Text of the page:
Ponce de Leon sails into Chequescha (Miami & Biscayne Bay). He names the land Florida and claims it for Spain. Antonio de Herrera’s 1601 text is the oldest record describing Ponce de Leon’s entry in Biscayne Bay. Below is a passage, translated by Florence P. Spofford. Bailly has inserted the likely contemporary names of places.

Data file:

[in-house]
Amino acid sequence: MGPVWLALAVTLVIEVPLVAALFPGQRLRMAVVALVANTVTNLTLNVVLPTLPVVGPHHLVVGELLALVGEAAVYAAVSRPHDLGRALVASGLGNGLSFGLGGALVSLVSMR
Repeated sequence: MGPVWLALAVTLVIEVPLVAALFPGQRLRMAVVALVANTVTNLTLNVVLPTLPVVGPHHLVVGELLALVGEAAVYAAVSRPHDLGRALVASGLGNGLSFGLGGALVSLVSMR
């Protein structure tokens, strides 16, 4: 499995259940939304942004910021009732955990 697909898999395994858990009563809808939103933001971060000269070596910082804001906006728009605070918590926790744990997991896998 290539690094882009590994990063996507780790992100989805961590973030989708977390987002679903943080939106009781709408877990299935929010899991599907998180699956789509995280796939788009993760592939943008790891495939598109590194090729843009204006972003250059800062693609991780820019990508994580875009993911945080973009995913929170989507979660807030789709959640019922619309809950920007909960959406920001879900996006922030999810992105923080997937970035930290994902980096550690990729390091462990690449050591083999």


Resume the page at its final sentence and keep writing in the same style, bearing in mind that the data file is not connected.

“On Sunday, the 8th of May, they doubled the cape of La Florida, which they named Cabo de Corrientes (Lake Worth Inlet), because the water ran so swift there that it had more force than the wind, and would not allow the ships to go for- ward, although they put out all sails. They anchored behind a cape close to a village called Abaioa. All this coast from Punta de Arracifes as far as this Cabo de Corrientes runs north and south a quarter by southeast, and it is quite clear with a depth of six fathoms; and the cape is in twenty- eight degrees and fifteen minutes. They sailed on until they found two islands (Virginia Key and Key Biscayne) to the south in twenty- seven degrees. The one having an extent of one league they named Santa Marta (Key Biscayne, and there they found water. On Friday, the 13th of May, they hoisted sail, running along the coast of a sandbank and reef of islands as far as the vicinity of an island that they named Pola (Key Largo), which is in twenty-six’ and one-half degrees, and between the shoal, the reef of islands, and the mainland, the open sea extends in the form of a bay. On Sunday, the day of the Feast of the Holy Spirit, the 15th of May, they ran along the coast of rocky islets ten leagues, as far as two white rocky islets. To all this line of islands and rocky islets they gave the name of Los Martires (The Florida Keys) because, seen from a distance, the rocks as they rose to view appeared like men who were suffering; and the name has remained fitting, because of the many that have been lost there since.”